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Draft Police and Criminal Evidence Act 1984 (Codes of Practice) (Revision of Codes A, B, C, D and H and New Code I) Order 2023

Debated on Thursday 30 November 2023

The Committee consisted of the following Members:

Chair: † Philip Davies

† Cates, Miriam (Penistone and Stocksbridge) (Con)

† Costa, Alberto (South Leicestershire) (Con)

† Eustice, George (Camborne and Redruth) (Con)

† Glindon, Mary (North Tyneside) (Lab)

Hamilton, Mrs Paulette (Birmingham, Erdington) (Lab)

† Harrison, Trudy (Copeland) (Con)

† Johnson, Dr Caroline (Sleaford and North Hykeham) (Con)

† Jones, Andrew (Harrogate and Knaresborough) (Con)

Jones, Mr Kevan (North Durham) (Lab)

† Lewis, Sir Brandon (Great Yarmouth) (Con)

Mather, Keir (Selby and Ainsty) (Lab)

Mullan, Dr Kieran (Crewe and Nantwich) (Con)

† Norris, Alex (Nottingham North) (Lab/Co-op)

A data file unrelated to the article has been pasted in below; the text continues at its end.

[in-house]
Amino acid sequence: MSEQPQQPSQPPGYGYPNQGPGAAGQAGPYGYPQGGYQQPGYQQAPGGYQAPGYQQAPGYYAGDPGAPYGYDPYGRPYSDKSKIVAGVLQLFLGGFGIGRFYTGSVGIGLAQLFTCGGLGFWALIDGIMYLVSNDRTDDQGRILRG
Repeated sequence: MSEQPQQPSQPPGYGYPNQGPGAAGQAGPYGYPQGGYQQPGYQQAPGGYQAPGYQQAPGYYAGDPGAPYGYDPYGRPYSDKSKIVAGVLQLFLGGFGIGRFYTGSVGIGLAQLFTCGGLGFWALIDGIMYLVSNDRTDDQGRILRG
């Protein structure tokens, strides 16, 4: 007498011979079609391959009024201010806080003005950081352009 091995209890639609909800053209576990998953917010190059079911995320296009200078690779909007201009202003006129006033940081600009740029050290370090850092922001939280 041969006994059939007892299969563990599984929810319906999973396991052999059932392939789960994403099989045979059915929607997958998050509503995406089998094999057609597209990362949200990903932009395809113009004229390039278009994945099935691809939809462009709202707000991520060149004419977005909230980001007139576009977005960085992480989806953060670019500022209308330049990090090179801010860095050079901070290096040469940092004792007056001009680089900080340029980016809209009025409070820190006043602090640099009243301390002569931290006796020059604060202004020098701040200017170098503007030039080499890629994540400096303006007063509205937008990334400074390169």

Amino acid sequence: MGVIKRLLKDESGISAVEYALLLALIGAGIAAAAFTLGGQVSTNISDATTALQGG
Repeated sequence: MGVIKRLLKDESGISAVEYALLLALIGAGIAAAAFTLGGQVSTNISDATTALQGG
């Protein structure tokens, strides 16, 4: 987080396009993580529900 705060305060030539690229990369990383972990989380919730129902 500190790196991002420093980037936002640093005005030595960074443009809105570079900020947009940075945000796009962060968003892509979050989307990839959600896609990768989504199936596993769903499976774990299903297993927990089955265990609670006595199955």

† Philp, Chris (Minister for Crime, Policing and Fire)

Smith, Cat (Lancaster and Fleetwood) (Lab)

† Vaz, Valerie (Walsall South) (Lab)

† Webb, Suzanne (Stourbridge) (Con)

George James, Committee Clerk

† attended the Committee

The following also attended (Standing Order No. 118(2)):

Firth, Anna (Southend West) (Con)

Twelfth Delegated Legislation Committee

Thursday 30 November 2023

[Philip Davies in the Chair]

Draft Police and Criminal Evidence Act 1984 (Codes of Practice) (Revision of Codes A, B, C, D and H and New Code I) Order 2023

I beg to move,

That the Committee has considered the draft Police and Criminal Evidence Act 1984 (Codes of Practice) (Revision of Codes A, B, C, D and H and New Code I) Order 2023.

The order was laid before the House on 16 October. It is a pleasure, as always, to serve under your chairmanship, Mr Davies. Today’s debate follows yesterday’s on three instruments related to the National Security Act 2023, which were also laid on 16 October. My right hon. Friend the Minister for Security participated in that debate.